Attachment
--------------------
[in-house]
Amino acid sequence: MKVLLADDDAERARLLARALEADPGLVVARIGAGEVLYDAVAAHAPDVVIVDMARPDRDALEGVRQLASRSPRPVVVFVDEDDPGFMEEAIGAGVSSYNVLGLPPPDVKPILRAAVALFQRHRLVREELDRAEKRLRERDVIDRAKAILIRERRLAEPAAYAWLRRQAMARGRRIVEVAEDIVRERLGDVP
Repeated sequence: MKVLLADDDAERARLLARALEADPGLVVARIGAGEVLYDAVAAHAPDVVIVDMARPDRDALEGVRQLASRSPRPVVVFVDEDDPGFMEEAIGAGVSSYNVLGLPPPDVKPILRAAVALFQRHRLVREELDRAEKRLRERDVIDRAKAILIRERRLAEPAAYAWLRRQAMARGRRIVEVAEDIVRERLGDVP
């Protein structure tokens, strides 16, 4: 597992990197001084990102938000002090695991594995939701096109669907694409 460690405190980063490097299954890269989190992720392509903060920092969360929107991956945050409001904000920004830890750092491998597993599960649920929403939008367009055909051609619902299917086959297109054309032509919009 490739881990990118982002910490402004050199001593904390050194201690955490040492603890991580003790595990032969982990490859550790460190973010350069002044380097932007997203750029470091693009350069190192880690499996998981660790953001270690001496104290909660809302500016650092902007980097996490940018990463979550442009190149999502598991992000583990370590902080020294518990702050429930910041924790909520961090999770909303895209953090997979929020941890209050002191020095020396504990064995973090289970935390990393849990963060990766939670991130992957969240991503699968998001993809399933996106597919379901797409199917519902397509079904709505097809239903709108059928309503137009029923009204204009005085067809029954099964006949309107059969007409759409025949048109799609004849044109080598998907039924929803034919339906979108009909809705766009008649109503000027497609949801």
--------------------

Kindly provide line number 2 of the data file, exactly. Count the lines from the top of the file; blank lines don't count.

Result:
Amino acid sequence: MKVLLADDDAERARLLARALEADPGLVVARIGAGEVLYDAVAAHAPDVVIVDMARPDRDALEGVRQLASRSPRPVVVFVDEDDPGFMEEAIGAGVSSYNVLGLPPPDVKPILRAAVALFQRHRLVREELDRAEKRLRERDVIDRAKAILIRERRLAEPAAYAWLRRQAMARGRRIVEVAEDIVRERLGDVP